If you want new flooring, but can’t afford it, don’t fret. You can still get a new look for the floor when you rip up the carpet and paint the sub-floor. It is a very budget friendly update that will give the room a whole new look for the cost of a few gallons of primer and paint.
Do you remember the BEFORE? I have an AFTER shot to show you now.
If this is the first time you are seeing what I am doing to the room that used to be my oldest daughter’s room – here is what the room looked like after I pulled up the carpet. I am turning the room into a fitness/exercise room. You can see my vision for it in this post. It is a very low budget makeover.
Can You Paint Subfloor?
I am saving money by not replacing the flooring. I will eventually add new carpet or hardwood, but for now I am happy with simply painting the subfloor.
Yes, subfloor can be painted successfully and last for years. One of the ways The process was not as hard as you would think, in fact – it was pretty darn easy.
I thought about painting it decoratively using a stencil, but I want the room to be simple and serene just like a yoga studio.
How to Paint Subfloor
- Multi-surface primer
- Floor & Porch paint – I used Behr Porch and Patio Enamel in the color Pools of Blue. Home Depot has a pamphlet of all the colors in comes in – over 75 colors.
- Rough surface paint roller
- Roller handle extension
- 2″ angled paint brush
- Paint tray
- Shoe molding/trim color paint/finishing nails/nail punch/hammer/pencil/miter box & saw/measuring tape
- Carpet trim and hammer
As long as your subfloor is solid it can be painted.
This is how the floor looked after I removed the carpet. Ed helped me remove all the tacks and nails and chip off glue and other stuff the builders left behind.
There were a few holes and gaps in the wood that I filled with wood filler. After it was dry, I sanded the patches smooth.
The size of the room is: 14′ x 11-4′. I needed 2 gallons of Behr Multi-Surface Primer Sealer to get full coverage.
This primer is the best for rough and porous wood. It sucked right into the wood and helped prepare the surface for paint. I used a brush around the perimeter of the room and a roller for the rest of the floor. The first coat was dry in 30 minutes, so I had the two coats on in under 2 hours.
The most important thing when painting a floor is to work from the farthest corner and then work backwards until you reach the door to exit. If you did it the other way, you would get stuck and have to walk over wet paint to get out the the room.
Since I primed, I only needed 1 gallon of Behr Porch & Floor Paint Gloss Enamel in the color Pools of Blue PFC-56. I used this since it is glossy and will be easy to mop clean, plus it is super durable and does not need a polyurethane coat over it since it can be used for exterior applications also.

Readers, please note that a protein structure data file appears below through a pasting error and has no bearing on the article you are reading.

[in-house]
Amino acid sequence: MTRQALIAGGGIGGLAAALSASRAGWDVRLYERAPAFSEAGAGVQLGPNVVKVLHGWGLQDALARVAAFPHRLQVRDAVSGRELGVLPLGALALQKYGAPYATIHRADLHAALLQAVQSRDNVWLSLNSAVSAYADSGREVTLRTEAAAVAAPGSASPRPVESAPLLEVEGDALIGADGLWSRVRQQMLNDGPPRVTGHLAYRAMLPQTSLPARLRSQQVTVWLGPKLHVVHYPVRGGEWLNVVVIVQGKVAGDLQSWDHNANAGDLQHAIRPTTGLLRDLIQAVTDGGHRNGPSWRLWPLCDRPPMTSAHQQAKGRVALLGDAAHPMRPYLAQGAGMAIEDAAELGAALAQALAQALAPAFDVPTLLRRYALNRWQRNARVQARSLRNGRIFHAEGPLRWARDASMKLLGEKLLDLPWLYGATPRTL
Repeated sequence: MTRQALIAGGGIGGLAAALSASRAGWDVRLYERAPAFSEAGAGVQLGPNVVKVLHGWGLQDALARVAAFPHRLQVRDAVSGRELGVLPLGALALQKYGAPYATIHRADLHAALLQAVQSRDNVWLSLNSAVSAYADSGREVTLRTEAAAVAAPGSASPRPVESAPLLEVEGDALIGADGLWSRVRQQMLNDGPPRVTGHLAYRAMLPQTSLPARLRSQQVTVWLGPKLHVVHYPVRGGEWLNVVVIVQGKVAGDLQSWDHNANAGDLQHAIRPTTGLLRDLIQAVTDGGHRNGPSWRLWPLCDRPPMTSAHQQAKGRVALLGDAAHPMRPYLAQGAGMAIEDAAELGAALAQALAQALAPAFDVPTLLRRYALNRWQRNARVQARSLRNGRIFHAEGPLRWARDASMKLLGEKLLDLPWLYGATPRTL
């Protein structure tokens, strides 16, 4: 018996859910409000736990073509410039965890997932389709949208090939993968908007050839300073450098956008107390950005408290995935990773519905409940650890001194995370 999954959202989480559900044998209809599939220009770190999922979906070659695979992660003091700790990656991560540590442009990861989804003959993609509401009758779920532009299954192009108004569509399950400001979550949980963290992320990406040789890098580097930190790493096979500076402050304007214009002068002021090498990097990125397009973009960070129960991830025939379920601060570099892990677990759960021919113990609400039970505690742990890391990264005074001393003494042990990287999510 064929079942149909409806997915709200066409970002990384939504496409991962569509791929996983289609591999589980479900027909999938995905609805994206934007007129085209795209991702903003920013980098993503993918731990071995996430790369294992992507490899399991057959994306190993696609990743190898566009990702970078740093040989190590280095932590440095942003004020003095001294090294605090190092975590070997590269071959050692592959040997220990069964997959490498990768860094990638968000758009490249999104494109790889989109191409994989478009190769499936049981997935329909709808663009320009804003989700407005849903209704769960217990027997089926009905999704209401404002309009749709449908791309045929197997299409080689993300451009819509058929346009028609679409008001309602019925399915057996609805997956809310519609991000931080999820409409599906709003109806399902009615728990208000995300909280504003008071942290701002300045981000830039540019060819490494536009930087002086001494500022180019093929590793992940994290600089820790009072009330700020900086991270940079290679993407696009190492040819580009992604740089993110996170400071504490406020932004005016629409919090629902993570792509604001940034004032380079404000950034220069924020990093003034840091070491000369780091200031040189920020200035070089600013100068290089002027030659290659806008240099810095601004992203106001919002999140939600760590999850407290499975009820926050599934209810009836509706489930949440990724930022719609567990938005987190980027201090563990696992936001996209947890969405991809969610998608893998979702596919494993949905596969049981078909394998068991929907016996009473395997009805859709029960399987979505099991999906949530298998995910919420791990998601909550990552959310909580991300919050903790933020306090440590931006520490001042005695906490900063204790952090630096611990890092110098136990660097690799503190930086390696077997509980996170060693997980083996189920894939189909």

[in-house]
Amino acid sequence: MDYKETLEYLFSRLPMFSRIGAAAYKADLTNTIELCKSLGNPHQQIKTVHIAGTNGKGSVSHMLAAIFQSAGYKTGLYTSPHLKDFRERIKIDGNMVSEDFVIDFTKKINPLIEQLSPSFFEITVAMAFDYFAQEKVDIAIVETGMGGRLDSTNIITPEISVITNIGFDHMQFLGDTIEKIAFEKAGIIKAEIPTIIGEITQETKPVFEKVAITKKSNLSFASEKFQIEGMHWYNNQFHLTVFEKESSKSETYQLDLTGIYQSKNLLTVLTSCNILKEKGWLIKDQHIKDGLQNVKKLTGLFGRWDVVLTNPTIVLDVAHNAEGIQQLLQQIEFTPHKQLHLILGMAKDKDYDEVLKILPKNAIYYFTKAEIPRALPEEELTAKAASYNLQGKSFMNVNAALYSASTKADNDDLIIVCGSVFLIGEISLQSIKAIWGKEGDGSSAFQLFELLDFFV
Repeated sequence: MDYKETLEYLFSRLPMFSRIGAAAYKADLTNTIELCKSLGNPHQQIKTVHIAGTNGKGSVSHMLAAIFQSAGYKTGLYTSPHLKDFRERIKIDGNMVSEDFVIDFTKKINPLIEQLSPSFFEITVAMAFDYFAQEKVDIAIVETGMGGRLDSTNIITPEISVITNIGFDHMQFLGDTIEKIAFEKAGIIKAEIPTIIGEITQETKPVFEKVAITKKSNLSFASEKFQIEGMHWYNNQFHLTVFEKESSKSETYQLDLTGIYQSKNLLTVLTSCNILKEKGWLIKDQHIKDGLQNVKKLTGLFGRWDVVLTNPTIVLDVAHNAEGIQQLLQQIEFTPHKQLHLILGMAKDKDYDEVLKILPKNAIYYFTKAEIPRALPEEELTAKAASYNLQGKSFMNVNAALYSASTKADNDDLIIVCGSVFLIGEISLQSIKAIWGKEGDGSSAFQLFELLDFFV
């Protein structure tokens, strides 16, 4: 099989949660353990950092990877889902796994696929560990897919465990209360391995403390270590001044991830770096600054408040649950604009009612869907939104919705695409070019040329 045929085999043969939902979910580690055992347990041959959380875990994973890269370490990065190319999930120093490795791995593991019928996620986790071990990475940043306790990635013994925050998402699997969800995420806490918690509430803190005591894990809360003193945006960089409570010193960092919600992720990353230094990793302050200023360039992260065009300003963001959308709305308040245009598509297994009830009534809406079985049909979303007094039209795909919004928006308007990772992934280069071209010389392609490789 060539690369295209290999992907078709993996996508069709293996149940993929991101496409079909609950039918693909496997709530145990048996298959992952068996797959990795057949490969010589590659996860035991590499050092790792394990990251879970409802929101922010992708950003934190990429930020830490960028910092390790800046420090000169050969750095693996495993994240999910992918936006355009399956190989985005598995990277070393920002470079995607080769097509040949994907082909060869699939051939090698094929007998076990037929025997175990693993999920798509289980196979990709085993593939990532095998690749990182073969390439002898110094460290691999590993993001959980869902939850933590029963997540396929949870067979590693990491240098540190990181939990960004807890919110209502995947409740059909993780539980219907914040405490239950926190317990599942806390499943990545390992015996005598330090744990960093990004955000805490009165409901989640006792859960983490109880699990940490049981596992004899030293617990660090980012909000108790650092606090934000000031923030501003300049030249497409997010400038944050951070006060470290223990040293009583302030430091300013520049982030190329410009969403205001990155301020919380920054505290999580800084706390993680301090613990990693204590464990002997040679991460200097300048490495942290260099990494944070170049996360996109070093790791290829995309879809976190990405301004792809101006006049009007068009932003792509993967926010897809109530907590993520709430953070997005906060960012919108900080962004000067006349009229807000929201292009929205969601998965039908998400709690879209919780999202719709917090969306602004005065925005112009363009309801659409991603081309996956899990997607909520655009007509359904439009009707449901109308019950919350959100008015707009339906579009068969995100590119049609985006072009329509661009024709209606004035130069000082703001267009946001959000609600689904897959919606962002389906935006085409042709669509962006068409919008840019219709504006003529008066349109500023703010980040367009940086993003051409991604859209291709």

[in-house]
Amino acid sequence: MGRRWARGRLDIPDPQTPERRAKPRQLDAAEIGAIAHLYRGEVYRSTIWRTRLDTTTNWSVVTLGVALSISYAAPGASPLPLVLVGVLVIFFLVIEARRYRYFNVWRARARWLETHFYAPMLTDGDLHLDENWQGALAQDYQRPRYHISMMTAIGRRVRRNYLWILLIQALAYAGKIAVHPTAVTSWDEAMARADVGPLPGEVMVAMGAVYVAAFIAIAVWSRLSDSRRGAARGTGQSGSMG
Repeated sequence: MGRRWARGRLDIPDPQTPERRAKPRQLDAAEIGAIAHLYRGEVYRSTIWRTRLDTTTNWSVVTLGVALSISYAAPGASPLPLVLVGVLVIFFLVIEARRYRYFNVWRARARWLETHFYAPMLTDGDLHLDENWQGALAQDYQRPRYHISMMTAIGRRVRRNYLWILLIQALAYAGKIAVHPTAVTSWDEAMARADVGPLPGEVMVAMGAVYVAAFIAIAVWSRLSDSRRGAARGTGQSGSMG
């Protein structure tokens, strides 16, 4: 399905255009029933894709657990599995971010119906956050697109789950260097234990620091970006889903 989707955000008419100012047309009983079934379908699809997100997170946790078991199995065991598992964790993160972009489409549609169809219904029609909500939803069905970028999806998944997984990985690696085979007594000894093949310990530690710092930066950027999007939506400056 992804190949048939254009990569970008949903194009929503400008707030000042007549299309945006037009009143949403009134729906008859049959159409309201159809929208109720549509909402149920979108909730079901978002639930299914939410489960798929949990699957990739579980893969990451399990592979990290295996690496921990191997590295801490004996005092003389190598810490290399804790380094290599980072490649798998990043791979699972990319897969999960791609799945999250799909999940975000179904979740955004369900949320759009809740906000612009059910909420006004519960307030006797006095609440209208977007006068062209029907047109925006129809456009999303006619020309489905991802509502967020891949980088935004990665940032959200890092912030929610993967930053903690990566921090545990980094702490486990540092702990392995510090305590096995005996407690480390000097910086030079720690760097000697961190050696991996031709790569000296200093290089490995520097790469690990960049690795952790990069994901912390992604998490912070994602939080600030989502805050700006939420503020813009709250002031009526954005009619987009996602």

I used a roller to roll the paint on. I rolled on 2 light coats, letting the first coat dry before applying the second. I didn’t even use the full gallon. There is still about a 1/4 left in the can.
I waited a few days to make sure the paint was fully dry before adding the shoe molding along the baseboard. Since there was carpet in the room before, the molding had to be added to hide the gap where the carpet once laid. I bought primed molding since it saves time.
If you do a lot of DIY projects then you know you always get a surprise in the way of something that needs to be done that you didn’t think of. You have to rethink or make a new plan or come up with a fix for something you did not foresee. This happened to me. When I placed the newly spray painted floor heating vents over the ducts, they didn’t cover the saw marks on the subfloor.
Since my old can of wood filler was gone, I used another brand of wood filler to fill the cuts. When the filler was dry, I sanded it smooth with my trusty little hand sanding block with 100 grit sandpaper on it and then painted over it and was good to go.
My table saw has seen better days – it is a goner and until I can afford to get a new one, I am cutting molding the old-fashioned way – with a simple miter box. As much as I love power tools, a miter box is truly a genius invention. Simple, yet effective.
I used finishing nails and a nail punch to counter sink the nails to attach the shoe molding to the baseboard. I filled the nail holes with Spackle and then sanded the areas smooth.
I am no pro when working with molding and always need to use caulk to cover up all my imperfect cuts. I call this brand of caulk – Cheez-Wiz caulk. No caulk gun is needed. It is my favorite caulk to use. I buy it at Walmart.
I found these simple carpet trim strips at Lowes. I bought them in the color Pewter, but they also come in wood, gold, and silver finishes. The short side goes against the carpet and the long side onto the wood. Nails comes with it to attach it to the floor. I needed to cut the length to fit the width of the doorway, but my trusty little miter box and saw has it cut to size in no time flat.
This room has been a bottom up makeover since I started with the floor…it is all up from here. I will keep you posted on my progress as I try to get the room exactly how I envision it and stay within budget.